Published: October 12, 2012
Antiquated System Must Be Modernized
In an op-ed published in The Wall Street Journal today, Business Roundtable (BRT) President John Engler explained the facts about taxes paid by U.S. globally engaged companies:
“America’s corporate tax rate is too high and needs to come down. Who says so? President Barack Obama and Gov. Mitt Romney—and America’s jobs creators who believe lower rates are a necessity for economic growth.”
“A high corporate tax rate is not the only burden on doing business in the U.S. Also embedded in the tax code is an antiquated system that governs U.S. taxation of foreign earnings. … This ‘world-wide’ tax system has been in place since the establishment of our income-tax system in 1913.”
“[U]nder the current U.S. system … an American company … finds the Internal Revenue Service waiting with a big tax bill when the company tries to bring foreign earnings back to the U.S. … ecause America’s tax law requires the payment of an additional tax—generally the difference between the U.S. rate and the tax rate in the foreign market.”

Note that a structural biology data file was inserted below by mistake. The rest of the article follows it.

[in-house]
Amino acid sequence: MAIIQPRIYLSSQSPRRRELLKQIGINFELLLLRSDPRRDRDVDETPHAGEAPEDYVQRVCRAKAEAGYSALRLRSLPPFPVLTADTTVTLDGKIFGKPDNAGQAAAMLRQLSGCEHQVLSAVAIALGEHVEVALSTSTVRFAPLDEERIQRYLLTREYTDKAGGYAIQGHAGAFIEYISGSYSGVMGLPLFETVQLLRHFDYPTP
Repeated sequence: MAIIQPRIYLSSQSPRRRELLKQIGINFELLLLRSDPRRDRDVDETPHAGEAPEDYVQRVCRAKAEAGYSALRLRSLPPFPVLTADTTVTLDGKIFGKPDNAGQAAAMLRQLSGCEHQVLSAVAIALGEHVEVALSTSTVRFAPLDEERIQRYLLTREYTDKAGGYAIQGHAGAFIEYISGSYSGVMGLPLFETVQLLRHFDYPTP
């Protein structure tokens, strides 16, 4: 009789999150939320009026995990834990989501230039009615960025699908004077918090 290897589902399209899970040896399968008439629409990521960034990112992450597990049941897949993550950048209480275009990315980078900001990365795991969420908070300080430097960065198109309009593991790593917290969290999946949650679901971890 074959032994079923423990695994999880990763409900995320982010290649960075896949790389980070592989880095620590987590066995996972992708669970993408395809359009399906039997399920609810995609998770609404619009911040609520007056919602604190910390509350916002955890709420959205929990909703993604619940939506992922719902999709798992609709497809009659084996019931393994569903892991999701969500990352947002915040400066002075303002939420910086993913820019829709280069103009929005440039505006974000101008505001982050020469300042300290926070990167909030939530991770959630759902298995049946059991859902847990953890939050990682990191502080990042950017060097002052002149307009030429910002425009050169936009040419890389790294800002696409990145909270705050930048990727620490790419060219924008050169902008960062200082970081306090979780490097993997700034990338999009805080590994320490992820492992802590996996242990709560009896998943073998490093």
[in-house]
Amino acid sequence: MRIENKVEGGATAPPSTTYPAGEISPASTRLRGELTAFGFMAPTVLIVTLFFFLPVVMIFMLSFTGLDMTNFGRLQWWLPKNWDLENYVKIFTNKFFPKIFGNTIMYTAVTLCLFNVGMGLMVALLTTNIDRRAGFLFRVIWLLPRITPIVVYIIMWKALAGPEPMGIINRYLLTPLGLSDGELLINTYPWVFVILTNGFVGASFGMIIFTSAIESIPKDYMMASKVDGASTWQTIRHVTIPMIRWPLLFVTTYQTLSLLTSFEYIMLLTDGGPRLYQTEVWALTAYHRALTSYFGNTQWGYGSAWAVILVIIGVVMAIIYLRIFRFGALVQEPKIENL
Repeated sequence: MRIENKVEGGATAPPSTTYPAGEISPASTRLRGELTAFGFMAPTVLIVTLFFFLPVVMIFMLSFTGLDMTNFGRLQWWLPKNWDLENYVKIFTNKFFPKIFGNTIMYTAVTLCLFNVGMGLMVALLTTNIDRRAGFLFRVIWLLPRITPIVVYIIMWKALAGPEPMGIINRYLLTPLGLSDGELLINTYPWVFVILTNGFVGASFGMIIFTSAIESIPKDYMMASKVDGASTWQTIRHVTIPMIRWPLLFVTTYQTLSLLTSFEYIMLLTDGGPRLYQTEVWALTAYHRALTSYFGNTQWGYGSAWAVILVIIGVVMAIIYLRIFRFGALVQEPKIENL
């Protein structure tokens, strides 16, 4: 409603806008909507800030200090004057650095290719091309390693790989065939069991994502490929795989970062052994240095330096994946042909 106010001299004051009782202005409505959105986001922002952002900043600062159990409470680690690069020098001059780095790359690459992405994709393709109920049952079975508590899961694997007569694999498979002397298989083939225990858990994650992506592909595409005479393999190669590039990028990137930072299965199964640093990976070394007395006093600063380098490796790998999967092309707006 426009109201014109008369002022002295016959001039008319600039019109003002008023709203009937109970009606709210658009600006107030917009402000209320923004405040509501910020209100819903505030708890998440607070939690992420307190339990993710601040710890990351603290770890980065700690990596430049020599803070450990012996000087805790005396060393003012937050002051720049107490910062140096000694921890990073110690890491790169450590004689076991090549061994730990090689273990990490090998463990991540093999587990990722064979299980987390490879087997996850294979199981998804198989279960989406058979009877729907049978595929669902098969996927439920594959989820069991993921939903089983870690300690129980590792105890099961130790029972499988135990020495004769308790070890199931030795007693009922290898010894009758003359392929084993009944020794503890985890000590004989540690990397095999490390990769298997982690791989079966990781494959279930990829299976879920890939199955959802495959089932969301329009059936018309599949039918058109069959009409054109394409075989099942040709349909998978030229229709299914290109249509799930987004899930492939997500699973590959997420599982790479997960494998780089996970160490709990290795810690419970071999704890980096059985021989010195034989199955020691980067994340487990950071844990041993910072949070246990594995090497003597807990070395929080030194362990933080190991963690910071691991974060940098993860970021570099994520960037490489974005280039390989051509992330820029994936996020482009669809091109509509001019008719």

“The dual components of corporate tax reform—a reduction in the U.S. corporate tax rate and a modernized international tax system like those of our trading partners—are crucial to regaining U.S. economic growth. … On that … Messrs. Obama and Romney should agree.”
Click here to read Engler’s op-ed in The Wall Street Journal.
Business Roundtable (BRT) is an association of chief executive officers of leading U.S. companies with more than $7.3 trillion in annual revenues and nearly 16 million employees. BRT member companies comprise nearly a third of the total value of the U.S. stock market and invest more than $150 billion annually in research and development – equal to 61 percent of U.S. private R&D spending. Our companies pay $182 billion in dividends to shareholders and generate nearly $500 billion in sales for small and medium-sized businesses annually.
BRT companies give more than $9 billion a year in combined charitable contributions.